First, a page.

Of the first crop of ultrabooks, Toshiba's Portege Z835 may not have been a big winner in terms of performance, but for usability and perhaps most importantly, price, it was a major success. The Z835 was able to get a lot of traction in ways that many of the other ultrabooks couldn't, and a lot of that had to do with how fast Toshiba was able to get it down to just $799 in retail, a price point even Acer had trouble hitting without making some real sacrifices. The Z835 wasn't the most solid feeling ultrabook or the fastest, but it had an SSD where Acer's bottom rung was employing hybrid storage solutions, and it was a good enough value.

Today Toshiba is capitalizing on that lead in some very smart ways, though. Ivy Bridge brings with it some big benefits for ultrabooks, substantially improving performance within the same power and thermal envelope, and naturally the Z835 is being refreshed with the shiny new Z935. The Z935 is basically the same system as the Z835, just with Ivy Bridge, but in my meeting with Toshiba I was also informed that the Z935 would become available with a higher resolution screen than 768p. Hopefully that'll turn out to be the case, but it's good to know that some of the vendors are starting to take the hint. The Z935 will be available on June 24th at a starting price of $899, but remember that it's SSD only, and these things often sell for less than MSRP. The Z835 started at $899, too, but quickly dropped to the much more compelling $799 price point.

For a budget option, Toshiba is also releasing a 14" ultrabook, the Satellite U845. The U845 uses an aluminum shell and you go down to a hybrid mechanical hard disk with SSD caching solution, and the weight bumps up to four pounds, but the notebook itself is still under an inch thick and definitely portable for a 14" system. Being the least expensive entry, it's stuck with a 1366x768 resolution screen, but it also starts at just $749 and like the Z935, it'll be available on June 24th.

Far and away the most interesting ultrabook Toshiba had on hand was the Satellite U845W. This is the first 21:9 aspect ratio notebook I've ever seen, and the aspect is compelling for the right kind of user. Internally it's the same you've come to expect, with an Ivy Bridge ULV processor, USB 3.0, and then a mechanical hard disk with SSD caching. That 14.4" 1792x768 resolution screen is something else entirely, though, and while some users may balk at the lack of vertical resolution, the "double-wide" horizontal screen space makes the system a good choice for coding or any kind of text work. Toshiba is positioning it as more of a multimedia system (2.35:1 aspect movies can play without letterboxing), but I took one look at it and saw the kind of system that could be ideal for press who need something portable but need to have two document windows open at once. We're hoping to get one in for review when it becomes available, and that's July 15th, with a starting MSRP of $999.

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  • MonkeyPaw - Tuesday, June 05, 2012 - link

    While I barely understand offering that wide of a display, why is there no number pad on the keyboard? Reply
  • 1ceTr0n - Tuesday, June 05, 2012 - link

    Because not everyone needs or wants one?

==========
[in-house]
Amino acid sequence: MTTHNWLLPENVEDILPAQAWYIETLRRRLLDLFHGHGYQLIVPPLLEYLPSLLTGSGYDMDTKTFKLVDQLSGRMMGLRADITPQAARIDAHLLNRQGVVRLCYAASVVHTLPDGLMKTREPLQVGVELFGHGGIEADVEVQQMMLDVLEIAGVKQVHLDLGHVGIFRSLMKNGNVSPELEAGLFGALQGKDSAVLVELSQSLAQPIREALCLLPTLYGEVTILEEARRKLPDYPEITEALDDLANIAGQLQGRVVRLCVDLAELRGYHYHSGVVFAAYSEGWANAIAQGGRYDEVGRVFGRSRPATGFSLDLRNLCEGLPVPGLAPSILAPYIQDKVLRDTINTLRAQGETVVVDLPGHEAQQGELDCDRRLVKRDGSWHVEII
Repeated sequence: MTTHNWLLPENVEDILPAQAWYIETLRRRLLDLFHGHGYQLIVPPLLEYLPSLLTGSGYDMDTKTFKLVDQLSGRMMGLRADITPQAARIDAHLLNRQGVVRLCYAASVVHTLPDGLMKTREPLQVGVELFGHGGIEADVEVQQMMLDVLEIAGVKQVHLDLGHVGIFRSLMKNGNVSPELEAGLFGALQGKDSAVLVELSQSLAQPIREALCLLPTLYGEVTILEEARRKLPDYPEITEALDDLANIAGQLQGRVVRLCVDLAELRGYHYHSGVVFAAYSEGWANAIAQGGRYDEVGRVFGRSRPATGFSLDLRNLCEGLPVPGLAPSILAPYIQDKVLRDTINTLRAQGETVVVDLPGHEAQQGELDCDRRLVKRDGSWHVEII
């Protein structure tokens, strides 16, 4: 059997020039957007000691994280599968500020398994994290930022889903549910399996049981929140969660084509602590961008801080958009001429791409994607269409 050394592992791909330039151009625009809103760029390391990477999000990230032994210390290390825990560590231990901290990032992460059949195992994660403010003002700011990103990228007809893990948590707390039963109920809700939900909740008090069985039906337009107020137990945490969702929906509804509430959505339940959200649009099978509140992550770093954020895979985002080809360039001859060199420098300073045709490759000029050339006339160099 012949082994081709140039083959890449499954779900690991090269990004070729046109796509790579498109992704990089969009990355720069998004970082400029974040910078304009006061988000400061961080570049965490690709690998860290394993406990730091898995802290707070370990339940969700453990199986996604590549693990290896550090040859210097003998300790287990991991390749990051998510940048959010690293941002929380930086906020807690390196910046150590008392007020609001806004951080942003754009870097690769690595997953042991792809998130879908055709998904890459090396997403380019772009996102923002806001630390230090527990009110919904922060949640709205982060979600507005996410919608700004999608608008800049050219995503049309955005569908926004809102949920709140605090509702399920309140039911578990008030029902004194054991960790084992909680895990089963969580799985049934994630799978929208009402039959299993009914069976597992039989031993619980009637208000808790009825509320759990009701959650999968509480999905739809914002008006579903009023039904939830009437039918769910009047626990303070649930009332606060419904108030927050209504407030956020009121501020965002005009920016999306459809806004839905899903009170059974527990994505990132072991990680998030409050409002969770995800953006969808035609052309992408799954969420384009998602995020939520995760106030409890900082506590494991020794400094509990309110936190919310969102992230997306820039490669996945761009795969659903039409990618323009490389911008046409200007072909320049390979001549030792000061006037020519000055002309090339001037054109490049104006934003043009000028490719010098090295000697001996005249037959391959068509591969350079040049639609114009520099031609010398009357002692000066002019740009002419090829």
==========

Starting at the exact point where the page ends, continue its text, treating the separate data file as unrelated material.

My guess is to give maximum space for the keyboard for ease of use. I never use the number pad on keyboards, so having room with my big hands is more preferable to me
    Reply
  • jmunjr - Tuesday, June 05, 2012 - link

    I use my number pad all the time and have for years. I imagine putting in a 10-key would shift the main keyboard over do far that it would be awkward typing on it as either your head or your hands would not be centered on the screen but rather the keyboard which isn't very ergonomic. Reply
  • DanNeely - Tuesday, June 05, 2012 - link

    Unless you're working solo; your lines need to be short enough not to wrap on any of your coworkers screens; so having a display much wider than there's wont do any good. Also, beyond a certain point almost none of your lines of code are long enough to fill out the full width. Even with all its sidebars set to show by default instead of auto-hide; visual studio is able to show 120 columns at 1680. More is mostly pointless; while the reduced total number of visible lines will hurt badly vs 1600x900, or 1080p. Also, at 135DPI some people will need to crank the font size up; meaning it'd be worse than a 1366x768 screen for total lines of code. Reply
  • madmilk - Tuesday, June 05, 2012 - link

    The point is to have two files showing at once. Then your 120 columns on 1680 turn to 60 per file, which is not that great. Or maybe you need to have a web browser open at the same time to search for documentation.

    Admittedly, at only 1792 pixels wide, this is worse than a 1920x1080 screen on the 13" Zenbook Prime in pretty much all respects, which is basically the same size in terms of area (narrower aspect ratio -> less area).

    I could see a use for a 2520x1080 screen though. Basically I would use it as two 1260x1080 screens. However, that is certainly illegible until at least 17" (161PPI).
    Reply
  • ImSpartacus - Tuesday, June 12, 2012 - link

    I think Mr. Sklavos is talking about any kind of work that uses two 896px wide windows side by side. Apparently he thought coding would be an example of such work. Reply
  • DigitalFreak - Tuesday, June 05, 2012 - link

    Unfortunately the screen on this thing is not very good, according to Engadget. Reply
  • ImSpartacus - Tuesday, June 12, 2012 - link

    Yeah, and one would expect the screen bezel to be smaller, especially on the sides.

    If Toshiba wants to commit to sporting a 21/9 laptop in their future lineups, that's cool. This is just a first try.

    However, I doubt that it will get a successor.
    Reply

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